In the last two decades the eukaryotic cell cycle has gone from an enigma to a well articulated branch of cell biology. Two major gaps are apparent: integration of the cell cycle into aspects of cell physiology like growth and differentiation and establishing mechanistic understandings, especially around the complex processes of ubiquitylation and protein degradation. We address one aspect of the former and more broadly, the latter. Although ubiquitylation and phosphorylation are the major known regulatory mechanisms in the cell cycle, other modifications such as sumoylation and neddylation have been shown to have critical and specific roles. Using a recently developed protein array technology, we show that modification by FAT10, a ubiquitin-like protein that may serve as a degradation signal, is broadly regulated at the Metaphase/G1 transition. Building on our recent demonstration of the functional importance of Fat10ylation we plan to validate target proteins and use them to study the biochemical steps of FAT10ylation. We plan to examine whether FAT10 has a broad role in mitosis and to examine the biological role of particular substrates, focusing on those involved in metaphase arrest and apoptosis. The second project confronts the difficulty in resolving heterogeneous intermediates in the ubiquitin pathway and of identifying the logic of the pathway, key points of regulation and specificity. In particular the lack of mechanistic and dynamical understanding has stymied efforts to identify features that determine the timing and rate of degradation. Single molecule enzymatic studies have proven to be capable of resolving unappreciated mechanistic features of well studied reactions, but have not previously been used to analyze entire pathways. We have begun to develop single-molecule methods to probe ubiquitylation mediated by the anaphase promoting complex, including deubiquitinating enzymes, E2's and the proteasome. We describe initial experiments that have already shed light on previously impenetrable features. By combining these approaches with the production of substrates with chemically specified ubiquitin configurations we hope to learn how ubiquitin configuration controls the timing, specificity, and rate of degradation. Expanding these single molecule studies to the proteasome may reveal additional features of specificity. These studies offer real promise of predictive models for interpreting sequence features that serve as a code for protein degradation and may inform new pharmacological development.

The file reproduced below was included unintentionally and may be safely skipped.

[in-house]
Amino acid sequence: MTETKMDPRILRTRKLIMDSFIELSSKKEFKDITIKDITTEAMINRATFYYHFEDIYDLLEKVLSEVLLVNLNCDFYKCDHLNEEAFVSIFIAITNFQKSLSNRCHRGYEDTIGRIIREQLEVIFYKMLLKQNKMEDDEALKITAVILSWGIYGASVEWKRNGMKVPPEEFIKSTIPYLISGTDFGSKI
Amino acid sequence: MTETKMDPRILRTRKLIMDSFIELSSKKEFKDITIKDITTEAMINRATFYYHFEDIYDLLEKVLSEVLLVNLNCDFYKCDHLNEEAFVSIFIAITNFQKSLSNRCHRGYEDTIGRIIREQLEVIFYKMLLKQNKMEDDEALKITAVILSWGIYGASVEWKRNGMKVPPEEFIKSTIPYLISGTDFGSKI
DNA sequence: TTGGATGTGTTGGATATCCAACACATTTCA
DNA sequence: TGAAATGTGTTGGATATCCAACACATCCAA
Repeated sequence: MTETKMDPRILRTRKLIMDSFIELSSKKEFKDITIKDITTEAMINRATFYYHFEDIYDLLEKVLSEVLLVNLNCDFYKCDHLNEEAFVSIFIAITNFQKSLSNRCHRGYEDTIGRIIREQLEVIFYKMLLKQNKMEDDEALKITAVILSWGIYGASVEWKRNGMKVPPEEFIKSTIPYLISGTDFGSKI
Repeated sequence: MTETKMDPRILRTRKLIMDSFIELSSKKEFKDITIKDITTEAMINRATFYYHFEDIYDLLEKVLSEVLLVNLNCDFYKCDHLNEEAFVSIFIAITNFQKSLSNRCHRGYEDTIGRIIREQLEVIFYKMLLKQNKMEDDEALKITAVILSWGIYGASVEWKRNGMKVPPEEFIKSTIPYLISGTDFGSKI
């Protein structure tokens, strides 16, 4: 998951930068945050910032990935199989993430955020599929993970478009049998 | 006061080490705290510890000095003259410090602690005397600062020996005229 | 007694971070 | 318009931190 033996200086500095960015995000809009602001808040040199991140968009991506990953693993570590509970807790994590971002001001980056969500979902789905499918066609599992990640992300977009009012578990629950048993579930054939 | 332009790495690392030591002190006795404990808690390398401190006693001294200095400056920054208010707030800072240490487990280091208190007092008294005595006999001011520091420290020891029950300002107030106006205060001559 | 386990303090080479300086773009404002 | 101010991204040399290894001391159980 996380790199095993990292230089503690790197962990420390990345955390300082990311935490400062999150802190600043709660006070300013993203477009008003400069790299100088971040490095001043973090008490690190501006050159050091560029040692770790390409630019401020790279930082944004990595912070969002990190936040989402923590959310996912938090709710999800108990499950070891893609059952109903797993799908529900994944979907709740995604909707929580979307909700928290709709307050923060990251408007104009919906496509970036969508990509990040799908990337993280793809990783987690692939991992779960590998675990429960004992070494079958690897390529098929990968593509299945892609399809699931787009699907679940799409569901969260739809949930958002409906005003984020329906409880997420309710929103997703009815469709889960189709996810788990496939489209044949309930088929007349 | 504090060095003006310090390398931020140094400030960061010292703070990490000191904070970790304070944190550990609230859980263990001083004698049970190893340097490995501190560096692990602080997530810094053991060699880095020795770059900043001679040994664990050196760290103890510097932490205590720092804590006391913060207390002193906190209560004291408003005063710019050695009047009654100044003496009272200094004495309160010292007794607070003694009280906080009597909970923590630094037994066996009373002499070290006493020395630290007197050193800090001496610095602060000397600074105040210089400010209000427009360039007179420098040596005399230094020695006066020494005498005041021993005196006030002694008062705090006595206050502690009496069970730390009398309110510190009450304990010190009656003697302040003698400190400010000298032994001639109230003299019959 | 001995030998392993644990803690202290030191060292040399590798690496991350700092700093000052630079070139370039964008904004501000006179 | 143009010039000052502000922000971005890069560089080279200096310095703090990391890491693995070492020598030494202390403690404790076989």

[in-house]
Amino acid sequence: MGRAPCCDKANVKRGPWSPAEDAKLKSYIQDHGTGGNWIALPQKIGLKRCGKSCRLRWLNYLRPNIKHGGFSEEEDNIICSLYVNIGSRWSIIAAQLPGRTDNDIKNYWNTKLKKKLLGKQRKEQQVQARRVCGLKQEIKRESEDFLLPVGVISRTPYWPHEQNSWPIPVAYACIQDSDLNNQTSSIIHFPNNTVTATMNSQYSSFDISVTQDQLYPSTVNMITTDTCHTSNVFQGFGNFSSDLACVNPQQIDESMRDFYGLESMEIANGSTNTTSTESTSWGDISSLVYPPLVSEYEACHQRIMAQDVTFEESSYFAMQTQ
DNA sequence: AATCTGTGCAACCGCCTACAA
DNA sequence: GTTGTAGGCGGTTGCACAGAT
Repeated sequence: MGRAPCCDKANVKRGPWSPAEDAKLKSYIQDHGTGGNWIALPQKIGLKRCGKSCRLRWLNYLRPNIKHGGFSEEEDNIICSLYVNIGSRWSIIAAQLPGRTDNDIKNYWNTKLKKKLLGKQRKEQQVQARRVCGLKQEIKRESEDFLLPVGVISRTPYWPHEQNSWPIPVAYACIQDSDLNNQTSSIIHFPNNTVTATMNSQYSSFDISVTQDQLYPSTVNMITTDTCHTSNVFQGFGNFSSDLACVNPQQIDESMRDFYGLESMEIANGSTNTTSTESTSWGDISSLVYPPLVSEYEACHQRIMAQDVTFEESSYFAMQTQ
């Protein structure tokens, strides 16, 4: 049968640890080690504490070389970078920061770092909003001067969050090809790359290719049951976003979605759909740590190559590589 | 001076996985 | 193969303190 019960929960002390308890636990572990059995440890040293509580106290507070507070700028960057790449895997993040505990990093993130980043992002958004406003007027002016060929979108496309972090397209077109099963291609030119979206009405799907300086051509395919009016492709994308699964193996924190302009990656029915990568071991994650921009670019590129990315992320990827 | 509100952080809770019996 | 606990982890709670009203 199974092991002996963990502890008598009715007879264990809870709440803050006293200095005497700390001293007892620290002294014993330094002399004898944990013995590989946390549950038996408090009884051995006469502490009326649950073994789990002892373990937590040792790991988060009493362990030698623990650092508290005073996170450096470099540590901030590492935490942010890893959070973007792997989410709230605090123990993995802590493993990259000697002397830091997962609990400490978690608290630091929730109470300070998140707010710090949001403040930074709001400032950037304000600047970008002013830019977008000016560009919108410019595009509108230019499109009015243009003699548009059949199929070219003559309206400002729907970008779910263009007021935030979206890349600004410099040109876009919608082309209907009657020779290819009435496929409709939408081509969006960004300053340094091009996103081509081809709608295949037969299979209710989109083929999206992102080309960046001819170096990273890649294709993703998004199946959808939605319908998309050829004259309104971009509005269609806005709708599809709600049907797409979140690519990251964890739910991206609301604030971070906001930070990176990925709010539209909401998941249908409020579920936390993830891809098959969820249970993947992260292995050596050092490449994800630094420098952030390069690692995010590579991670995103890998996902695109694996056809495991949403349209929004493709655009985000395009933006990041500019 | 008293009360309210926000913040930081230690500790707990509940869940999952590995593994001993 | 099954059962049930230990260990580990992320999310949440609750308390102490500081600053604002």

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Among the most complex of the regulatory processes that govern protein abundance and activity is that of ubiquitin and ubiquitin-like protein conjugation;these play key roles in the cell cycle and cell physiology. Our goal is to extend our understanding of the diversity of this regulation beyond ubiquitin and understand the rules that select proteins in the right order for degradation in the cell cycle.

National Institute of Health (NIH)
National Institute of General Medical Sciences (NIGMS)
Research Project (R01)
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Cellular Signaling and Regulatory Systems Study Section (CSRS)
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Hamlet, Michelle R
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Harvard University
Schools of Medicine
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